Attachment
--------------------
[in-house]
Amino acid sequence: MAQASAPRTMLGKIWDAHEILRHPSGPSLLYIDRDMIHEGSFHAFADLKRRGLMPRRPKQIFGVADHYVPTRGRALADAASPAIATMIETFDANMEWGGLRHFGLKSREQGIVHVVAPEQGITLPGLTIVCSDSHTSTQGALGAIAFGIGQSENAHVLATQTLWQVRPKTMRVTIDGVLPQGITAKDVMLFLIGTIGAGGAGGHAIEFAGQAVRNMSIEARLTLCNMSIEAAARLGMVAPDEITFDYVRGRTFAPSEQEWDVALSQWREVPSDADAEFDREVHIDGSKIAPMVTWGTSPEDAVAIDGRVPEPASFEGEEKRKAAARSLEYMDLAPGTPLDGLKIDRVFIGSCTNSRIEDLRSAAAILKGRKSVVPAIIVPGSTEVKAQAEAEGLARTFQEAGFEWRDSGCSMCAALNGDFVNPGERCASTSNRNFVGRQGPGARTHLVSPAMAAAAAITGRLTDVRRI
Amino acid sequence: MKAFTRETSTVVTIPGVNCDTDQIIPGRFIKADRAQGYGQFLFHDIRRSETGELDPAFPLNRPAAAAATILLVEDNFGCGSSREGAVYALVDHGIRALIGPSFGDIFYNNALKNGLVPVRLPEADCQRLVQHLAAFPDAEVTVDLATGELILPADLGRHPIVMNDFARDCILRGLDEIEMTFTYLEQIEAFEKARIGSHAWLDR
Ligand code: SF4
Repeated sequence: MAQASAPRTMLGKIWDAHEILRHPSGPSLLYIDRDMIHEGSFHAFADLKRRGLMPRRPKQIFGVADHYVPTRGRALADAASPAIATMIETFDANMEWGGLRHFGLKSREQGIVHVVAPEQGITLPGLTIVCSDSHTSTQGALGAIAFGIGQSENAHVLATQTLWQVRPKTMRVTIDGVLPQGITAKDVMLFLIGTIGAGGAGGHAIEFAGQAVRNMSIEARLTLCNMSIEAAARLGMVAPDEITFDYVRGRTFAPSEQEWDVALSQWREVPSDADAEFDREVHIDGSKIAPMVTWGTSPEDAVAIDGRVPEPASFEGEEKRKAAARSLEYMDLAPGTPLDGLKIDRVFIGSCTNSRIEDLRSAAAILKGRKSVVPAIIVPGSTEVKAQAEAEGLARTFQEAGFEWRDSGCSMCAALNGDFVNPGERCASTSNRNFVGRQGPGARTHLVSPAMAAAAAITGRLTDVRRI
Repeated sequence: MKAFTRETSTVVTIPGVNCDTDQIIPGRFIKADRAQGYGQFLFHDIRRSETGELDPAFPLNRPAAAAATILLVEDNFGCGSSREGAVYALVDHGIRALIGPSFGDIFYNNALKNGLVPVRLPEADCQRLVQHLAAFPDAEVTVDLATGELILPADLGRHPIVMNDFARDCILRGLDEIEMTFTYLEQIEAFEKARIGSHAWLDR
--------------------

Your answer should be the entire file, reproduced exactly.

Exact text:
[in-house]
Amino acid sequence: MAQASAPRTMLGKIWDAHEILRHPSGPSLLYIDRDMIHEGSFHAFADLKRRGLMPRRPKQIFGVADHYVPTRGRALADAASPAIATMIETFDANMEWGGLRHFGLKSREQGIVHVVAPEQGITLPGLTIVCSDSHTSTQGALGAIAFGIGQSENAHVLATQTLWQVRPKTMRVTIDGVLPQGITAKDVMLFLIGTIGAGGAGGHAIEFAGQAVRNMSIEARLTLCNMSIEAAARLGMVAPDEITFDYVRGRTFAPSEQEWDVALSQWREVPSDADAEFDREVHIDGSKIAPMVTWGTSPEDAVAIDGRVPEPASFEGEEKRKAAARSLEYMDLAPGTPLDGLKIDRVFIGSCTNSRIEDLRSAAAILKGRKSVVPAIIVPGSTEVKAQAEAEGLARTFQEAGFEWRDSGCSMCAALNGDFVNPGERCASTSNRNFVGRQGPGARTHLVSPAMAAAAAITGRLTDVRRI
Amino acid sequence: MKAFTRETSTVVTIPGVNCDTDQIIPGRFIKADRAQGYGQFLFHDIRRSETGELDPAFPLNRPAAAAATILLVEDNFGCGSSREGAVYALVDHGIRALIGPSFGDIFYNNALKNGLVPVRLPEADCQRLVQHLAAFPDAEVTVDLATGELILPADLGRHPIVMNDFARDCILRGLDEIEMTFTYLEQIEAFEKARIGSHAWLDR
Ligand code: SF4
Repeated sequence: MAQASAPRTMLGKIWDAHEILRHPSGPSLLYIDRDMIHEGSFHAFADLKRRGLMPRRPKQIFGVADHYVPTRGRALADAASPAIATMIETFDANMEWGGLRHFGLKSREQGIVHVVAPEQGITLPGLTIVCSDSHTSTQGALGAIAFGIGQSENAHVLATQTLWQVRPKTMRVTIDGVLPQGITAKDVMLFLIGTIGAGGAGGHAIEFAGQAVRNMSIEARLTLCNMSIEAAARLGMVAPDEITFDYVRGRTFAPSEQEWDVALSQWREVPSDADAEFDREVHIDGSKIAPMVTWGTSPEDAVAIDGRVPEPASFEGEEKRKAAARSLEYMDLAPGTPLDGLKIDRVFIGSCTNSRIEDLRSAAAILKGRKSVVPAIIVPGSTEVKAQAEAEGLARTFQEAGFEWRDSGCSMCAALNGDFVNPGERCASTSNRNFVGRQGPGARTHLVSPAMAAAAAITGRLTDVRRI
Repeated sequence: MKAFTRETSTVVTIPGVNCDTDQIIPGRFIKADRAQGYGQFLFHDIRRSETGELDPAFPLNRPAAAAATILLVEDNFGCGSSREGAVYALVDHGIRALIGPSFGDIFYNNALKNGLVPVRLPEADCQRLVQHLAAFPDAEVTVDLATGELILPADLGRHPIVMNDFARDCILRGLDEIEMTFTYLEQIEAFEKARIGSHAWLDR